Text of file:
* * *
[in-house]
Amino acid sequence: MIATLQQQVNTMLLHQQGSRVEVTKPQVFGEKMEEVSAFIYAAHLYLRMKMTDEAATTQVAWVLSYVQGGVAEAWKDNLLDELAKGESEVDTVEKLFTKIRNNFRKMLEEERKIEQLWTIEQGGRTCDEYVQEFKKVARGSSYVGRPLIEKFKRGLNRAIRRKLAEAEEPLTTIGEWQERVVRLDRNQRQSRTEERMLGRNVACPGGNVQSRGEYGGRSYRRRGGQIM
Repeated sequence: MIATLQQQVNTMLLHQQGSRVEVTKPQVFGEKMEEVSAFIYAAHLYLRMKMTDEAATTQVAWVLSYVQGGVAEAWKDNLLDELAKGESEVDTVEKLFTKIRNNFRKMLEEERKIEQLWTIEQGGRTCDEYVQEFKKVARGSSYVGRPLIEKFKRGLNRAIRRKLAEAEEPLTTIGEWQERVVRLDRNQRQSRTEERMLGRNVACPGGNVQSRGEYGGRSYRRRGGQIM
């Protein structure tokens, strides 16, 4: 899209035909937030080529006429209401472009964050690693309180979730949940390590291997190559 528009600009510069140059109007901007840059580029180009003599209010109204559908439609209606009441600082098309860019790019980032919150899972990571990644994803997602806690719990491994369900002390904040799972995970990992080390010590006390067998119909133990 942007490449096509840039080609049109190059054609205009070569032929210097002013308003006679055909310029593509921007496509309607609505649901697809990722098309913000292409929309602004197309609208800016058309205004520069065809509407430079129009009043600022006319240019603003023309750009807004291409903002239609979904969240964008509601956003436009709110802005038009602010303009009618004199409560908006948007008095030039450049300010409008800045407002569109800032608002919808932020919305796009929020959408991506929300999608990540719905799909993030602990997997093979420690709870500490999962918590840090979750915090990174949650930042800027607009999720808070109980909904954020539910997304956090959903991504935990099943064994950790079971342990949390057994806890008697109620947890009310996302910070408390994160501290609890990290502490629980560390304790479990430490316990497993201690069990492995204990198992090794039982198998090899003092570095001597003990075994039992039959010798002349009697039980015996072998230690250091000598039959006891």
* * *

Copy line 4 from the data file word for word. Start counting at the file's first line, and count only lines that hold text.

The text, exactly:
């Protein structure tokens, strides 16, 4: 899209035909937030080529006429209401472009964050690693309180979730949940390590291997190559 528009600009510069140059109007901007840059580029180009003599209010109204559908439609209606009441600082098309860019790019980032919150899972990571990644994803997602806690719990491994369900002390904040799972995970990992080390010590006390067998119909133990 942007490449096509840039080609049109190059054609205009070569032929210097002013308003006679055909310029593509921007496509309607609505649901697809990722098309913000292409929309602004197309609208800016058309205004520069065809509407430079129009009043600022006319240019603003023309750009807004291409903002239609979904969240964008509601956003436009709110802005038009602010303009009618004199409560908006948007008095030039450049300010409008800045407002569109800032608002919808932020919305796009929020959408991506929300999608990540719905799909993030602990997997093979420690709870500490999962918590840090979750915090990174949650930042800027607009999720808070109980909904954020539910997304956090959903991504935990099943064994950790079971342990949390057994806890008697109620947890009310996302910070408390994160501290609890990290502490629980560390304790479990430490316990497993201690069990492995204990198992090794039982198998090899003092570095001597003990075994039992039959010798002349009697039980015996072998230690250091000598039959006891």